CIOs must perform a quick radar scan of the business processes affected by COVID-19. It is best to start with the leaders in every functional area (such as R&D, commercial and manufacturing). They must then ask those leaders to outline the most likely business challenges. This process can be expedited by directing IT leaders to engage their peers on the same subject. Provide an opportunity for the business peers to ask questions. Use the questions in Table 1 as a starting point to develop your own questions that are specific to your business. The reconciliation of the two points of view will be useful for better navigating this challenging moment in history.
Time is of the essence. If this process has not already begun, CIOs and IT teams need to build this into the short-term plan and collect the high-level information as quickly as possible. CIOs must direct staff to catalyze and triage the collection process and then initiate the reconciliation task. The business functions need strong IT liaison relationships. Not only will this help IT, but IT will help the business. The business teams need to hear about looming IT issues that are specific to COVID-19-based disruptions.
Once collecting the outside-in and inside-out perspectives, prioritize your response plan for each functional area. And keep your plans dynamic. The information streaming from different channels affecting your businesses is constantly being updated. CIO teams need to break down what is urgent or immediate over time. For instance:
Short term: These are the urgent or immediate IT response for the business. This is while COVID-19 is actively disrupting business processes. Consider these the actions for ongoing “emergency” activities through the end of April or May, depending on your operating geography and the course of the disease.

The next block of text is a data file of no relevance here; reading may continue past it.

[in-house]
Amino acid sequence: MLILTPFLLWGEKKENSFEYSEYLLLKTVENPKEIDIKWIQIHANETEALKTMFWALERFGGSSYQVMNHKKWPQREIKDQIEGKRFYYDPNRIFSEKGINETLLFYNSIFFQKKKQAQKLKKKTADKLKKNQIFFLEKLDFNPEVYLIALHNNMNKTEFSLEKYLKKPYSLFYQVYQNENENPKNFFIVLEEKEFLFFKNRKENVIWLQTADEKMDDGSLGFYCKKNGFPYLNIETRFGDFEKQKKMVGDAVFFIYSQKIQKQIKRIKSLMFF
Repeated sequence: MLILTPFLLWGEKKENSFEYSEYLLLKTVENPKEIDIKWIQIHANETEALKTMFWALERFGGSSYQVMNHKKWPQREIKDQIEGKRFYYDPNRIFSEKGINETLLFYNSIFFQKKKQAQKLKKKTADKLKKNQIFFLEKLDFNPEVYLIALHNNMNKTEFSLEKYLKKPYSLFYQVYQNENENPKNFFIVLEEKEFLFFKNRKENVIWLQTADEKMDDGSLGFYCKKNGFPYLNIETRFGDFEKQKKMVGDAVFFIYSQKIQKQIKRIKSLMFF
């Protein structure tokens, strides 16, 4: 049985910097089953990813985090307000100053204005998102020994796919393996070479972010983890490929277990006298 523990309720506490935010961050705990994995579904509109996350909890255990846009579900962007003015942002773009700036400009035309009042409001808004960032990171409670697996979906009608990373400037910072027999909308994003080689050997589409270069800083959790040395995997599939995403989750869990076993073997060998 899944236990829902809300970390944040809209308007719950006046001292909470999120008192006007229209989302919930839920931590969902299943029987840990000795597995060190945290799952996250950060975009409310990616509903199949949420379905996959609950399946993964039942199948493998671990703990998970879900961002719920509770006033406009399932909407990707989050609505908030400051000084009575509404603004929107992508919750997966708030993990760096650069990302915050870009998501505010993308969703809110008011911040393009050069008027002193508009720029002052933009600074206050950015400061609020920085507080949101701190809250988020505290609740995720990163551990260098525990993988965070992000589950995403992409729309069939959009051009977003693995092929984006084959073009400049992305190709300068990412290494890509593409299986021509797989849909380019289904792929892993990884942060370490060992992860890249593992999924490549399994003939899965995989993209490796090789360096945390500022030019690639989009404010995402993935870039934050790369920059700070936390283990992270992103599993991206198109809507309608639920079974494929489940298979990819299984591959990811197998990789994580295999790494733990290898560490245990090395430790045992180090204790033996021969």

Midterm: These will need to be ready for when the COVID-19 pandemic begins to ease. Gartner isn’t predicting when COVID-19 will do so, but most clients today expect daily life and challenges to persist through summer of 2020.
Long term: These plans need to be ready to address the post-COVID-19 world. Keep in mind, there could be follow-on effects or another similar pandemic that disrupts your business operations.
The planning process should be collaborative both with internal staff and external partners. This presents some co-development with collaboration opportunities with peers, academia, other biotech, precompetitive consortia, governments and ecosystem partners. As CIO, you must break down the plans for individual functions. Use the starter examples in Table 2 to flesh out your plans.
Revisit these plans as more signals come in through your radar (See Figure 3).